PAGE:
Dissociative amnesia is one of a group of conditions called dissociative disorders. Dissociative disorders are mental illnesses that involve disruptions or breakdowns of memory, consciousness, awareness, identity, and/or perception. When one or more of these functions is disrupted, symptoms can result. These symptoms can interfere with a person's general functioning, including social and work activities, and relationships.
Dissociative amnesia occurs when a person blocks out certain information, usually associated with a stressful or traumatic event, leaving them unable to remember important personal information. With this disorder, the degree of memory loss goes beyond normal forgetfulness and includes gaps in memory for long periods of time or of memories involving the traumatic event.
Dissociative amnesia is not the same as simple amnesia, which involves a loss of information from memory, usually as the result of disease or injury to the brain. With dissociative amnesia, the memories still exist but are deeply buried within the person's mind and cannot be recalled. However, the memories might resurface on their own or after being triggered by something in the person's surroundings. There is some debate among professionals as to when “buried” memories may not always be true, and some experts warn against about the risks of “recovering” false traumatic memories.
What Causes Dissociative Amnesia?
Dissociative amnesia has been linked to overwhelming stress, which might be the result of traumatic events -- such as war, abuse, accidents, or disasters -- that the person has experienced or witnessed. There also might be a genetic link to the development of dissociative disorders, including dissociative amnesia, because people with these disorders sometimes have close relatives who have had similar conditions.
Who Develops Dissociative Amnesia?
Dissociative amnesia is more common in women than in men. The frequency of dissociative amnesia tends to increase during stressful or traumatic periods, such as during wartime or after a natural disaster.
What Are the Symptoms of Dissociative Amnesia?
The primary symptom of dissociative amnesia is the sudden inability to remember past experiences or personal information. Some people with this disorder also might appear confused and suffer from depression and/or anxiety, or psychiatri disorders.
How Is Dissociative Amnesia Diagnosed?
If symptoms of dissociative amnesia are present, the doctor will begin an evaluation by performing a complete medical history and physical exam. Although there are no lab tests to specifically diagnose dissociative disorders, the doctor might use various diagnostic tests, such as as neuroimaging, electroencephalograms (EEGs), or blood tests, to rule out neurological or other illnesses or medication side effects as the cause of the symptoms. Certain conditions, including brain diseases, head injuries, drug and alcohol intoxication, and sleep deprivation, can lead to symptoms similar to those of dissociative disorders, including amnesia.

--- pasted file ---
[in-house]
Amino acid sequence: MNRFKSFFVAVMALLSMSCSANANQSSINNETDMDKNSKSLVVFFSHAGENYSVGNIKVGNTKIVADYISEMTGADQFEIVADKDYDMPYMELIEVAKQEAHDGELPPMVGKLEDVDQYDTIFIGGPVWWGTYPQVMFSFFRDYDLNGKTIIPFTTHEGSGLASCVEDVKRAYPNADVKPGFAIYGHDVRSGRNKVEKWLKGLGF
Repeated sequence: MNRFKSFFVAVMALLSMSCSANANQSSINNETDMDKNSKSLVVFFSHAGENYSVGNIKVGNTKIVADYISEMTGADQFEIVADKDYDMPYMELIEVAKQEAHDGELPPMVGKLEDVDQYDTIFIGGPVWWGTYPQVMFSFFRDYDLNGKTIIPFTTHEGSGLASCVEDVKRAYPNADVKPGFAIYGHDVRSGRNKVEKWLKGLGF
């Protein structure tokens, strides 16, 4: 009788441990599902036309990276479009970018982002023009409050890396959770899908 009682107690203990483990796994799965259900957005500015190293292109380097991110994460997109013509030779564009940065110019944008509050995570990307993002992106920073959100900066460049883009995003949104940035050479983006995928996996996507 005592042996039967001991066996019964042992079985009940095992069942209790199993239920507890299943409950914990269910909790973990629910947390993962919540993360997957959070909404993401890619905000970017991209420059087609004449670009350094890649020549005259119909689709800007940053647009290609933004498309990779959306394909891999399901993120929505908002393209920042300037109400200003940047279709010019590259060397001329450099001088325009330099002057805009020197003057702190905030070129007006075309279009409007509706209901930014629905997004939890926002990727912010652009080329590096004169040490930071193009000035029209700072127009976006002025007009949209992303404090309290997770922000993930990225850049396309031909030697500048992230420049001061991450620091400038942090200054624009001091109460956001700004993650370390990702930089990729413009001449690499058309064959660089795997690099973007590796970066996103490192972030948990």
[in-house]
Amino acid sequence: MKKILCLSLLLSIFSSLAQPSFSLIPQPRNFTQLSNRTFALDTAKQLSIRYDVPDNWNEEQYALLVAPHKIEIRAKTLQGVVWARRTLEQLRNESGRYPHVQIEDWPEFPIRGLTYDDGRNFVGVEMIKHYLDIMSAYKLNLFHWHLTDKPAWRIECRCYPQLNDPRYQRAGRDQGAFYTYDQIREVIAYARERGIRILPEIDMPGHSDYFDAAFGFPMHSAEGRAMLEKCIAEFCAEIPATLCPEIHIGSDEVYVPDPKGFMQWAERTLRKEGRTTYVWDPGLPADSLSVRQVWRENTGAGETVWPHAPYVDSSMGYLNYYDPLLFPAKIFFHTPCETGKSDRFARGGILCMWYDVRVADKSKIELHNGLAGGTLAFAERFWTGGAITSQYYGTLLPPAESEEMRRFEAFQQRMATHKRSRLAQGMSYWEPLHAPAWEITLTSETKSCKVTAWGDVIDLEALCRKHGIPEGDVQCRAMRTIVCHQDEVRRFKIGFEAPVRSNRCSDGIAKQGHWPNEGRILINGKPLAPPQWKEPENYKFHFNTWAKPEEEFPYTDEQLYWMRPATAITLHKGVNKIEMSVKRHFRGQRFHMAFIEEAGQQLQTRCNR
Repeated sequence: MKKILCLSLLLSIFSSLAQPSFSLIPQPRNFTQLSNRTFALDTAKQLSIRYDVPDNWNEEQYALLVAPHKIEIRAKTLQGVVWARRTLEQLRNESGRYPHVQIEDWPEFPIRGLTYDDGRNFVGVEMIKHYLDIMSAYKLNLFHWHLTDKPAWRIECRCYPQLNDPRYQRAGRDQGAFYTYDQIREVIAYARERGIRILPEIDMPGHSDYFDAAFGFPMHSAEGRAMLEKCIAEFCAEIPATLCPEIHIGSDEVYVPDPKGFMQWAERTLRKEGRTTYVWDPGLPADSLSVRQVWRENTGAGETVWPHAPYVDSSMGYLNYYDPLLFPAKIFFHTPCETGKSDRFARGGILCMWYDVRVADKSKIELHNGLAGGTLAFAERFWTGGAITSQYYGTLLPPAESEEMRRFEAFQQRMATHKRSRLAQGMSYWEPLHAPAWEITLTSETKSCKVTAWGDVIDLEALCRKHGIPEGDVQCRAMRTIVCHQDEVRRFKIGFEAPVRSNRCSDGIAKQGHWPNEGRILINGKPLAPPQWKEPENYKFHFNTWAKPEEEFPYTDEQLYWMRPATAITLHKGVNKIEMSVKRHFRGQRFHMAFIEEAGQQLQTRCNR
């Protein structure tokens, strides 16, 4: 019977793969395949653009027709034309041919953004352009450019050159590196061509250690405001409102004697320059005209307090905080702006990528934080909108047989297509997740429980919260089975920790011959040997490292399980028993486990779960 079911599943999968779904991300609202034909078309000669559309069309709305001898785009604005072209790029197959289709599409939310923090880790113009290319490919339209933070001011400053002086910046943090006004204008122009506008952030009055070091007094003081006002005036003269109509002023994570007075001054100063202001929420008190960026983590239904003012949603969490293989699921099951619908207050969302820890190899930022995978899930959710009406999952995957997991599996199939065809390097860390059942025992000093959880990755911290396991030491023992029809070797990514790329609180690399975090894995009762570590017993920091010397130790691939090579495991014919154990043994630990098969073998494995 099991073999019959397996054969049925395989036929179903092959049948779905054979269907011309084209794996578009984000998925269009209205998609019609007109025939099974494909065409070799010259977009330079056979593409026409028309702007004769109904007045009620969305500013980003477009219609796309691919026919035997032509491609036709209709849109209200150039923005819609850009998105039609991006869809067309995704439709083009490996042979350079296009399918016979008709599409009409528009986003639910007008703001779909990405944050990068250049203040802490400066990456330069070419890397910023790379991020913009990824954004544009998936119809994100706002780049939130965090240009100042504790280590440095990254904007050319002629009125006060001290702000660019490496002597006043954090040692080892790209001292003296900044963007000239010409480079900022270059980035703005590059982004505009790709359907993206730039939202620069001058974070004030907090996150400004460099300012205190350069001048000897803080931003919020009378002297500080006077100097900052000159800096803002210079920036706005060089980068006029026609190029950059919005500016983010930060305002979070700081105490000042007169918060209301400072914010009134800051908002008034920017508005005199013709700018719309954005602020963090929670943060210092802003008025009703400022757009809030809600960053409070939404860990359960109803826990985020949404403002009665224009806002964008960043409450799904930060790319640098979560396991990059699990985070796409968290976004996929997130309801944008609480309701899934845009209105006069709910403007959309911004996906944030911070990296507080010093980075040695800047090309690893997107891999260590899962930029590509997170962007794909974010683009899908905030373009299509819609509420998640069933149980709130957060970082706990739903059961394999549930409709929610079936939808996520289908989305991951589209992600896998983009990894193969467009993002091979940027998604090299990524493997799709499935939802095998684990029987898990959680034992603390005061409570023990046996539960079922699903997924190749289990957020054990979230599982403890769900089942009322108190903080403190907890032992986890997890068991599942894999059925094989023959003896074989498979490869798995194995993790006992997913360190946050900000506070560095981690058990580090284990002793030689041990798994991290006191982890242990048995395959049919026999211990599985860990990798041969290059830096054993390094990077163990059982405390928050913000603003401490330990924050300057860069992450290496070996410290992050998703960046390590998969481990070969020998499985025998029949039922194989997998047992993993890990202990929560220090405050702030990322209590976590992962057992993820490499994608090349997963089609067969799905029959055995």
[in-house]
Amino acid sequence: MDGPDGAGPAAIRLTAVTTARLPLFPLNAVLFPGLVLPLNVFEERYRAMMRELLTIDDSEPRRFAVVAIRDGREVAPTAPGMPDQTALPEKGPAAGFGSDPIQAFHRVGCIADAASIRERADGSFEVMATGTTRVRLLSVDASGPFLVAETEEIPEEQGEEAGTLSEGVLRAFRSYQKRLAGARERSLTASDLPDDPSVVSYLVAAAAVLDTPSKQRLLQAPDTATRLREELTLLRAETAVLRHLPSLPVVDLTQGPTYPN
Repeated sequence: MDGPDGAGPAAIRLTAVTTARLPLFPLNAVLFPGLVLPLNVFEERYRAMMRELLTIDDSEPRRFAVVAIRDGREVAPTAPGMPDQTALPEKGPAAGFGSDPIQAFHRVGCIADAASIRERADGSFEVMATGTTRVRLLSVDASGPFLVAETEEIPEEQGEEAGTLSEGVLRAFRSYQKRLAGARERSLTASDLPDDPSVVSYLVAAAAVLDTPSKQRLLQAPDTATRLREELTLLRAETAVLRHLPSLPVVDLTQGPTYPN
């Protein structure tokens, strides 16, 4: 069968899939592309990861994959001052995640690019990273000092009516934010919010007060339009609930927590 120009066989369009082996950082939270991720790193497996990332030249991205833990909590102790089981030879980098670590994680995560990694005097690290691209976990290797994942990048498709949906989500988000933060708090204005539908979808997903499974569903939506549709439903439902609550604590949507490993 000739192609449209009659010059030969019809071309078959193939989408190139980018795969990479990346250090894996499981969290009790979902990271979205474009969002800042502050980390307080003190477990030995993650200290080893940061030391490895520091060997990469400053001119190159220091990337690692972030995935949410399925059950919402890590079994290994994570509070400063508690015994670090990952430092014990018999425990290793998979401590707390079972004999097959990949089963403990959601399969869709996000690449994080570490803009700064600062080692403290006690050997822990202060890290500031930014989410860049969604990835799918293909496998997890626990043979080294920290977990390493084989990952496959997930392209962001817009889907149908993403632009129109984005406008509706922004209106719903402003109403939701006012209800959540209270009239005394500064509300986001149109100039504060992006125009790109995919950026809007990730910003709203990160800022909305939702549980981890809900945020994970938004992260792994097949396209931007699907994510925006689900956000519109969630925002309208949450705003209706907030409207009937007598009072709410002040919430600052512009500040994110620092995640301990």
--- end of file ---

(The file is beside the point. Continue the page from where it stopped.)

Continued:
If no physical illness is found, the person might be referred to a psychiatrist or psychologist, health care professionals who are specially trained to diagnose and treat mental illnesses. Psychiatrists and psychologists use specially designed interview and assessment tools to evaluate a person for a dissociative disorder.
How Is Dissociative Amnesia Treated?
The first goal of treatment for dissociative amnesia is to relieve symptoms and control any problem behavior. Treatment then aims to help the person safely express and process painful memories, develop new coping and life skills, restore functioning, and improve relationships. The best treatment approach depends on the individual and the severity of their symptoms. Treatments may include the following:
- Psychotherapy: This kind of therapy for mental and emotional disorders uses psychological techniques designed to encourage communication of conflicts and increase insight into problems.
- Cognitive therapy: This specific subtype of psychotherapy focuses on changing dysfunctional thinking patterns and the resulting feelings and behaviors.
- Medication: There is no medication to treat the dissociative disorders themselves. However, a person with a dissociative disorder who also suffers from depression or anxiety or another psychiatric disorder might sometimes benefit from treatment with a medication such as an antidepressant or anti-anxiety drug, or possibly another kind of medication.
- Family therapy: This kind of therapy helps to teach the family about the disorder and its causes, as well as to help family members recognize symptoms of a recurrence.
- Creative therapies (art therapy, music therapy): These therapies allow the patient to explore and express their thoughts and feelings in a safe and creative way.
- Clinical hypnosis: This is a treatment method that uses intense relaxation, concentration, and focused attention to achieve an altered state of consciousness (awareness), allowing people to explore thoughts, feelings, and memories they may have hidden from their conscious minds. The use of hypnosis for treating dissociative disorders is controversial due to the risk of creating false memories.
What Is the Outlook for People With Dissociative Amnesia?
The outlook for people with dissociative amnesia depends on several factors, including the person's life situation, the availability of support systems, and the individual's response to treatment. For most people with dissociative amnesia, memory returns with time, making the overall outlook very good.
Can Dissociative Amnesia Be Prevented?
Although it may not be possible to prevent dissociative amnesia, it might be helpful to begin treatment in people as soon as they begin to have symptoms. Immediate intervention after a traumatic event or emotionally distressing experience can help to reduce the likelihood of dissociative disorders.